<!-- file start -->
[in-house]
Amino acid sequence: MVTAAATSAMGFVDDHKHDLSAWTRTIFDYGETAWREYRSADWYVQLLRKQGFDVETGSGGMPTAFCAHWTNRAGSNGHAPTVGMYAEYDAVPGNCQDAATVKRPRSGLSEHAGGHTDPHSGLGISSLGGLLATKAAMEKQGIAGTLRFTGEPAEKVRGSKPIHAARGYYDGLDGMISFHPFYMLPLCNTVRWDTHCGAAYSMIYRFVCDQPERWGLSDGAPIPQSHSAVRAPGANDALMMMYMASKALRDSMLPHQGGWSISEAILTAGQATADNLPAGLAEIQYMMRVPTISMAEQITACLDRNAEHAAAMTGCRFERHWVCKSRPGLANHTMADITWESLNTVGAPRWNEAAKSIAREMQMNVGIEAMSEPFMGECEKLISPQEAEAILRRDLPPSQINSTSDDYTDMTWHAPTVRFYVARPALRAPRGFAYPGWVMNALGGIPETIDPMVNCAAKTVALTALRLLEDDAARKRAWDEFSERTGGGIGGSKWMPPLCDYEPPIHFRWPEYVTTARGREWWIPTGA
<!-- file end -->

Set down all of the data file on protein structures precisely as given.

[in-house]
Amino acid sequence: MVTAAATSAMGFVDDHKHDLSAWTRTIFDYGETAWREYRSADWYVQLLRKQGFDVETGSGGMPTAFCAHWTNRAGSNGHAPTVGMYAEYDAVPGNCQDAATVKRPRSGLSEHAGGHTDPHSGLGISSLGGLLATKAAMEKQGIAGTLRFTGEPAEKVRGSKPIHAARGYYDGLDGMISFHPFYMLPLCNTVRWDTHCGAAYSMIYRFVCDQPERWGLSDGAPIPQSHSAVRAPGANDALMMMYMASKALRDSMLPHQGGWSISEAILTAGQATADNLPAGLAEIQYMMRVPTISMAEQITACLDRNAEHAAAMTGCRFERHWVCKSRPGLANHTMADITWESLNTVGAPRWNEAAKSIAREMQMNVGIEAMSEPFMGECEKLISPQEAEAILRRDLPPSQINSTSDDYTDMTWHAPTVRFYVARPALRAPRGFAYPGWVMNALGGIPETIDPMVNCAAKTVALTALRLLEDDAARKRAWDEFSERTGGGIGGSKWMPPLCDYEPPIHFRWPEYVTTARGREWWIPTGA